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5 Books on Human Nature to Read in 2023 – Thick to thin!

Level up your understanding of human nature by reading these books in 2022 – the list is ordered from THIN to THICK!

1. Courage Under Fire – James Bond Stockdale

Flyweight – 21 pages

Video Review of Courage Under Fire

Living one’s philosophy ought to be the aim of any philosophy-minded individual.

Fighter pilot James Bond Stockdale got his hands on a copy of Enchiridion— the Stoic philosopher Epictetus’s manual to life— at the end of a Philosophy course. A book that became his constant companion for years to come.

Stockdale was captured and imprisoned during the Vietnam war. He and the other POWs organized themselves, and developed an attitude towards the their life situation— torture and isolation— based on ancient stoic philosophy.

Check out the video review and written review for more!

2. Games People Play: The Psychology of Human Relationships – Eric Berne

Featherweight – 160 Pages

Video Review of Games People Play by Eric Berne

In this classic bestseller Eric Berne break down common psychological games that people play in life; marital games, social games and underground games.

You will learn something about yourself and other by reading this book’s—and it might be extremely uncomfortable.

Video: 5 Books on Human Nature – From THIN to THICK

3. The True Believer: Thoughts on the Nature of Mass Movements – Eric Hoffer

Lightweight – 207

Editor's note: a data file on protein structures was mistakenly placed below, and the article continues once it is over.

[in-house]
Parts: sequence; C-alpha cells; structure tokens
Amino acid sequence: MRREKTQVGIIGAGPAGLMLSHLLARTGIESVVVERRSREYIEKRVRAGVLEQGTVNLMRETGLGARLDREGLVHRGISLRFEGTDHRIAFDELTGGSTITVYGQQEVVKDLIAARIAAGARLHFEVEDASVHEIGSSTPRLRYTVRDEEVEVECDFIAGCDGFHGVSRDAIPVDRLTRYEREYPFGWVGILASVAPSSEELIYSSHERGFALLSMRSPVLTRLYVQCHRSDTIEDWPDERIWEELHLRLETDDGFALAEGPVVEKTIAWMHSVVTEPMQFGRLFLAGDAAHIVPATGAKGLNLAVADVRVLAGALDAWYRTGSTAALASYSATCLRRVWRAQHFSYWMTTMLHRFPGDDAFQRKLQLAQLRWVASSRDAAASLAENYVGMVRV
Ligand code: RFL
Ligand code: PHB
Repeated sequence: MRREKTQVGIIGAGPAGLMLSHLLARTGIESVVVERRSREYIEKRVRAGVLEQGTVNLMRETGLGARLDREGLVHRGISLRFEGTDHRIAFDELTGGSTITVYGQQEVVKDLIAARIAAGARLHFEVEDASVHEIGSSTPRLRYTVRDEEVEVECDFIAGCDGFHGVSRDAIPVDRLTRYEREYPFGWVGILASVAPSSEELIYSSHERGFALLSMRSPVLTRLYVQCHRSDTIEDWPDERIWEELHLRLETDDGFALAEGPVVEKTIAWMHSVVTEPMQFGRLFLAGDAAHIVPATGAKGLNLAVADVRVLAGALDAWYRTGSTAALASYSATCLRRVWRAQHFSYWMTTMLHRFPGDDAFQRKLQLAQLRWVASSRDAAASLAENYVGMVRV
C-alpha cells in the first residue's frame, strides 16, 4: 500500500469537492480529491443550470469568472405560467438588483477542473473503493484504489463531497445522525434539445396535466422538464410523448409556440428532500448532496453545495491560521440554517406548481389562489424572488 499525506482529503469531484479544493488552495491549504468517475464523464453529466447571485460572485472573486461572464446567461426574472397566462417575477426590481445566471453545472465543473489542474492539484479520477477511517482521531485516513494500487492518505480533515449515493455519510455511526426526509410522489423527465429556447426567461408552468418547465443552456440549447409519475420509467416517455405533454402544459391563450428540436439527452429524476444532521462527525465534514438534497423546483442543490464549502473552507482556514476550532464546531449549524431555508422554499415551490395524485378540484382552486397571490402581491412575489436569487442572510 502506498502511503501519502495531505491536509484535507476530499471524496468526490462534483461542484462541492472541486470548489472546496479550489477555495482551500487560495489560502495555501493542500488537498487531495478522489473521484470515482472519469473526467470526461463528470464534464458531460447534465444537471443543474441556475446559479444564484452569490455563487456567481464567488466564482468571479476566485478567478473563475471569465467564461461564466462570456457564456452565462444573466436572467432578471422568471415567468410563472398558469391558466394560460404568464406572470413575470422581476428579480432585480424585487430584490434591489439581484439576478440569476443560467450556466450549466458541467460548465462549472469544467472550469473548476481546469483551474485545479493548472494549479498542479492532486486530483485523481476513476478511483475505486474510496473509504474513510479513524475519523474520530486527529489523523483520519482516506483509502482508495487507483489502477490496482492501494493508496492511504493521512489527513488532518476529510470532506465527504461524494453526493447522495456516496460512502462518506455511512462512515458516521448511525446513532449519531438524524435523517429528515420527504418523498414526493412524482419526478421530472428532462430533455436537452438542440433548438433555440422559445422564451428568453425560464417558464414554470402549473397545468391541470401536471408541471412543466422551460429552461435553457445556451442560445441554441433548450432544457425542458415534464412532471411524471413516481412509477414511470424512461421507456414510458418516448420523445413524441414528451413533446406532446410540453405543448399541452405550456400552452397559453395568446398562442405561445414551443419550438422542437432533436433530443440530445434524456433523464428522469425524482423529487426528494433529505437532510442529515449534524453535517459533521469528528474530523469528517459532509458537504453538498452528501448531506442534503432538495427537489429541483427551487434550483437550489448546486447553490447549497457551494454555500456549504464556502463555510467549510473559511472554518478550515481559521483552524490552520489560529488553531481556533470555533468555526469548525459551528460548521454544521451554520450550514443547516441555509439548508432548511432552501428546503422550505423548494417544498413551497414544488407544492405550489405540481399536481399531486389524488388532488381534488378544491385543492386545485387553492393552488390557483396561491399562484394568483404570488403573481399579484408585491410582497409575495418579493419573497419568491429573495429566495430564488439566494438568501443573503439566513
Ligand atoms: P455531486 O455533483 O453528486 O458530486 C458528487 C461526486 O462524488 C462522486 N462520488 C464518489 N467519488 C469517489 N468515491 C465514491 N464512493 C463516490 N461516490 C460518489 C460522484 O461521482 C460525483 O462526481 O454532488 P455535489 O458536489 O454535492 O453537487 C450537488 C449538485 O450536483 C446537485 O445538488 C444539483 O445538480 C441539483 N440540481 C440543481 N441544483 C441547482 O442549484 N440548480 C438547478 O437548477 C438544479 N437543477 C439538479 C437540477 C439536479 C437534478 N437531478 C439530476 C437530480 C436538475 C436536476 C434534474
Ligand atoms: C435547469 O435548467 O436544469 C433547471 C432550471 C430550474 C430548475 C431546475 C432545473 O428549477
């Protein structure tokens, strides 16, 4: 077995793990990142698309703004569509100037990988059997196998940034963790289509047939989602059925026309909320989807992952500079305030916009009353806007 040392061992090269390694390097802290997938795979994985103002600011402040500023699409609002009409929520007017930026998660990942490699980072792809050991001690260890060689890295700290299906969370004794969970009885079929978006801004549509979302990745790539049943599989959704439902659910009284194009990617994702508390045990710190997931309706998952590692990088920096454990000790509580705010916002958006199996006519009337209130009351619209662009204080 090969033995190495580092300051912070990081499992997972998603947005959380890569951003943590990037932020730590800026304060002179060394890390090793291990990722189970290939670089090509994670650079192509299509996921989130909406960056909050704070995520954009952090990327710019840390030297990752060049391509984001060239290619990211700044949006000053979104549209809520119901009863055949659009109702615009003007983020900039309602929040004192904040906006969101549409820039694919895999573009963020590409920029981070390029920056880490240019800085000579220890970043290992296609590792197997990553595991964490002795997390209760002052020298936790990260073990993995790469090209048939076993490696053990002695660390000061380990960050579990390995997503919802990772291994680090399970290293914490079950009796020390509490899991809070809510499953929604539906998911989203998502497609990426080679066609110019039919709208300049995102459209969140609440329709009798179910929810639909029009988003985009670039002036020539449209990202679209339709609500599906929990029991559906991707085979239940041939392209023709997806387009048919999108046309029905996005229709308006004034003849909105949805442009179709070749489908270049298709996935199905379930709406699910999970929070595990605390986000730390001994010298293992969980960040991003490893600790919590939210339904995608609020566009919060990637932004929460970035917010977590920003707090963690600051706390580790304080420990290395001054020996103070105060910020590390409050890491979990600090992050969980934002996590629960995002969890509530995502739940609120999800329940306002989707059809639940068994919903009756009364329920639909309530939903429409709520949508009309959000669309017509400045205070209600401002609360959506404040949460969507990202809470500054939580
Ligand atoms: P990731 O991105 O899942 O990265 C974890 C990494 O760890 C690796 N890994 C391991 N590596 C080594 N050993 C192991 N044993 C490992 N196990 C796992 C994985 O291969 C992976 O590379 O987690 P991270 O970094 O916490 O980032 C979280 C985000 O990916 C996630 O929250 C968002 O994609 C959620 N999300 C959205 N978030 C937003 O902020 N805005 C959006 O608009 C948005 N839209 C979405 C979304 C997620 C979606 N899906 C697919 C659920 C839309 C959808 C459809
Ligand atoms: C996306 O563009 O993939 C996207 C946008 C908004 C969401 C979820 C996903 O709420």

cover of the True Believer by Eric Hoffer
The True Believer: Thoughts on the Nature of Mass Movements by Eric Hoffer

In The True Believer Eric Hoffer takes a philosophical dive into the psychology of mass movements. What makes a nation, or class, or community ripe for a mass movement? What are the conscious and unconscious needs a mass movements meet? Who are the key players of such a movement? What are the phases a mass movement goes through? This book covers it all and shines a light on some aspects of human nature that we might not like to admit.

Despite its moderate size this gem include ideas and piercing analysis that will keep you pondering for weeks and months.

Check out the review for more!

4. The Righteous Mind– Jonathan Haidt

Middleweight – 376 pages

The Righteous Mind by Jonathan Haidt

The Righteous Mind ticks all the boxes for what makes a great book: I provides new mental models, challenge existing beliefs and as I turn the last page I have adopted a new lens through which to see the world.

In the Righteous Mind, Jonathan Haidt, propose that we are not as rational as we might think we are and that our moral reasoning is a tool for convincing people, and ourselves that we are right, rather than actually find out what’s true.

This book will challenge fundamental beliefs you have about morals, religion and politics. It might be uncomfortable, but it’s a truly rewarding read if you are open for it.

5. The Gulag Archipelago– Alexandr Solzhenitsyn

Heavyweight – 560 pages (Abridged)

The Gulag Archipelago by Alexandr Solzhenitsyn

Not only is it a heavy book, but so is the topic. The Gulag Archipelago, a literally investigation of the Gulag prison systems, spurred me to do a deep dive into the topic of totalitarianism, mass movements and freedom (or rather the escape from it!).

Solzhenitsyn’s describes all aspects of the Gulag meat grinder; from the initial arrests, followed by interrogations, transits, prison, and camp. We also get to familiarize with the characters; the secret police, interrogators, guards, and the everyday heroism prisoners.
A heavy read and incredible account of some from some of the darkest chapters of the 20th century.

Find more great reads on my Great Books List
Book Reviews every week on YouTube

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